Doonesbury Discussion Dilemma


It’s amazing that something as frivolous as a comic strip can generate a passionate debate. If you’ve been following this blog, you know the Doonesbury strip of last week portrayed believers in the biblical account of creation as know-nothings. My thanks to Garry Trudeau for helping bring this issue before the voters, er, uh … Sorry, I got carried away there.

Anyhoo, three of our listeners out there—Alison, Sarah, and Jerry made comments that set the stage for further discussion. I thank them for their thoughts; I can tell that each spoke from the heart.

Alison wrote that she thinks “…evolution and belief in god (sic) can co-exist. Sarah said she agrees with Alison. Jerry says that he “… feel(s) that God’s creation story is not neutered by Darwin’s evolution facts or theories.” I’m sorry, Jerry, we’ll need a stronger authority than feelings. Alison gives as her authority: “I took MANY science classes that detailed the proof that it did, indeed occur.”

Well, that’s a start—but who taught these classes, and was the instructor merely stating his/her opinion? We’ll have to put the “feelings” arguments aside, and Alison’s classes, too, until she gives us more information. Why am I so arbitrary about this?

Go back to my Doonesbury Deception posting of 3 days ago. I note there is no evidence to support the Theory of Evolution. Time limits us to two reasons: 1) there are no transitional forms, although evolutionists have through the years provided fraudulent claims of “the missing link,” etc. Piltdown Man was exposed in 1953 as a forgery, consisting of the lower jawbone of an orangutang that had been deliberately combined with the skull of a fully developed modern human. Nebraska Man turned out to be a pig’s tooth. That’s why it’s still called a theory, despite what Alison’s instructors told her. 2) It violates the Second Law (Law, not theory) of Thermodynamics.

I also mentioned that evolutionists don’t want alternative viewpoints presented in the classroom; otherwise, they would be expected to defend their theory. Sarah mentioned this in her comment: “Are you familiar with Ben Stein’s documentary Expelled? It takes on the unfortunate resistance of the scientific community to allow academics to bring up alternative viewpoints that call into question widely accepted scientific theories. Ultimately the documentary asks the larger question of why the scientific community would resist the asking of questions (which of course drives scientific discovery), but Stein focuses on the evolution vs intelligent design argument and handles it with a great deal of grace.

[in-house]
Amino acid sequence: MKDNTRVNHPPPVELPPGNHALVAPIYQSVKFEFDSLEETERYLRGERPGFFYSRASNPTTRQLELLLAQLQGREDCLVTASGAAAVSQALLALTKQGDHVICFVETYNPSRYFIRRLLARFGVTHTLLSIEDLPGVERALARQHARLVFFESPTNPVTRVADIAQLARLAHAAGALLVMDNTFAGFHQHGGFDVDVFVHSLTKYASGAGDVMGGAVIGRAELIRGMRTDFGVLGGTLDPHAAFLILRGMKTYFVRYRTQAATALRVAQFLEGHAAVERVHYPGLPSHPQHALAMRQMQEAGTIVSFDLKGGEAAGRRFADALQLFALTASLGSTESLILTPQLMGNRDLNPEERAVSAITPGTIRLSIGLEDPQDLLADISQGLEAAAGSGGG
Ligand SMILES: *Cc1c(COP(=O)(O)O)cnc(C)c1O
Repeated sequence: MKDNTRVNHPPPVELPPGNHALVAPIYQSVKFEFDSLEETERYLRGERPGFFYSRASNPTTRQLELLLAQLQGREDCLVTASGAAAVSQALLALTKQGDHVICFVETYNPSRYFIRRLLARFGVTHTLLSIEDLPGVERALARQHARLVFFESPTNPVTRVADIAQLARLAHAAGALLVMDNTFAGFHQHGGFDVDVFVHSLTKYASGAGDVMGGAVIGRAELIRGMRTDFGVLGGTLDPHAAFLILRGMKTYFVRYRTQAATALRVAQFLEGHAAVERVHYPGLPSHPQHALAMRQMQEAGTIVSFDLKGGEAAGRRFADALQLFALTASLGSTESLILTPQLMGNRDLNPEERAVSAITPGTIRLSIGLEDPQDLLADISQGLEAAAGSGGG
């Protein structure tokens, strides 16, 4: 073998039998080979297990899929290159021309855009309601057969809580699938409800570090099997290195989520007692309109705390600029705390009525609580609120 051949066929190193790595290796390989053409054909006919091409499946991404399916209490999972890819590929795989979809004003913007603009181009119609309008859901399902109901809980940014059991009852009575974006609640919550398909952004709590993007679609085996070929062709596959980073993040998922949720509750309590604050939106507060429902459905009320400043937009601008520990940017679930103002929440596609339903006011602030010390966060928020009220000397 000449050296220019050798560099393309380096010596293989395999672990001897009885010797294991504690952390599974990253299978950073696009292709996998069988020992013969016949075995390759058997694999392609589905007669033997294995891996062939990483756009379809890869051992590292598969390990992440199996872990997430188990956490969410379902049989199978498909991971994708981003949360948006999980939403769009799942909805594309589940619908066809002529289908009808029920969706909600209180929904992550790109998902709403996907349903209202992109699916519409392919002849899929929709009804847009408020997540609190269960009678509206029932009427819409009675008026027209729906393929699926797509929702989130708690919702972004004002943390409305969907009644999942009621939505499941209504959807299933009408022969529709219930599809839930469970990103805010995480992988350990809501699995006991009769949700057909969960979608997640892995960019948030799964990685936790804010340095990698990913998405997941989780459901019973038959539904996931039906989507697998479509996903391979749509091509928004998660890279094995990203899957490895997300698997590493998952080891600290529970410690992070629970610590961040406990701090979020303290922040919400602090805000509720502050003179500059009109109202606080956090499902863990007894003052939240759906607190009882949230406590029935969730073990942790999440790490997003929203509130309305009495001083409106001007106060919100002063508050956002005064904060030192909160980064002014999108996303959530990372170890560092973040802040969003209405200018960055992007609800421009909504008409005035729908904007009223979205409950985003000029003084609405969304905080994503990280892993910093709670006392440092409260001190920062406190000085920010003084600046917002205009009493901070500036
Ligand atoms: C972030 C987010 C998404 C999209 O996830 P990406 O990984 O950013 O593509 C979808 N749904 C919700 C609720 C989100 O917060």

Thank you, Sarah. But since you mentioned this, I’m puzzled that you agree with the idea that evolution and belief in God can co-exist. Perhaps I should be asking the question: If I say I believe in God, do I also have to believe the Bible? It would seem so, as the creation account (which conflicts with naturalism) is repeated throughout scripture; since scripture presents itself as the Word of God.

This may be at the root of our disagreement. I will tell you unequivocally that 1) I believe in God. But when you or I say that, we are saying many other things, too—essentially, as stated in the Christian creeds (e.g., Apostles Creed, Nicene Creed, etc.).

Jim Noyes put it this way: Most … who criticize creationist theory, have never read the Bible one time. How can they call themselves “educated?” Check it out. Truth does not fear examination. Which is what Sarah suggests with the Ben Stein documentary. Which, BTW, is very well done.

What do you think about the Christian insistence that belief in God = acceptance of the Bible as God’s Word? 

God’s handiwork in The Tetons

 

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About samuelehall

A follower of Jesus, husband, father of 3 adult children, writer and learner.
This entry was posted in The Reality of God and tagged , , , , , , , . Bookmark the permalink.

19 Responses to Doonesbury Discussion Dilemma

  1. Jerry says:

    My previous post was criticized for not conforming to the inspiration of biblical scripture enough to meet orthodoxy. Below are four ways to think about inspiration of the Bible, as paraphrased from the study guide of my New Revised Standard Version of the Bible, 1990 edition. This information was referenced from the book, The Unfolding Drama of the Bible, 1988 edition, by Bernard W. Anderson.

    1. “Every word of the Bible is totally inspired by God“, “truth free from error“. Writers put down the “correct words“.
    2. Inspired “ideas and concepts but not to the actual words of the Bible.”
    3. “Individual people“, “not words or ideas“, inspired. Writers wrote by “using language and thought forms of their culture.”
    4. Inspired “community that produced, preserved, and passed on the writings we call Scripture.”

    My opinions would fit somewhat into inspiration as described in categories no. 3 and 4. That means that I would probably not see eye-to-eye with someone whose opinions only fit into category no. 1.

  2. Jerry says:

    Herb, I don’t think that we need to concede to each other’s argument. Thanks, though.

  3. Jerry says: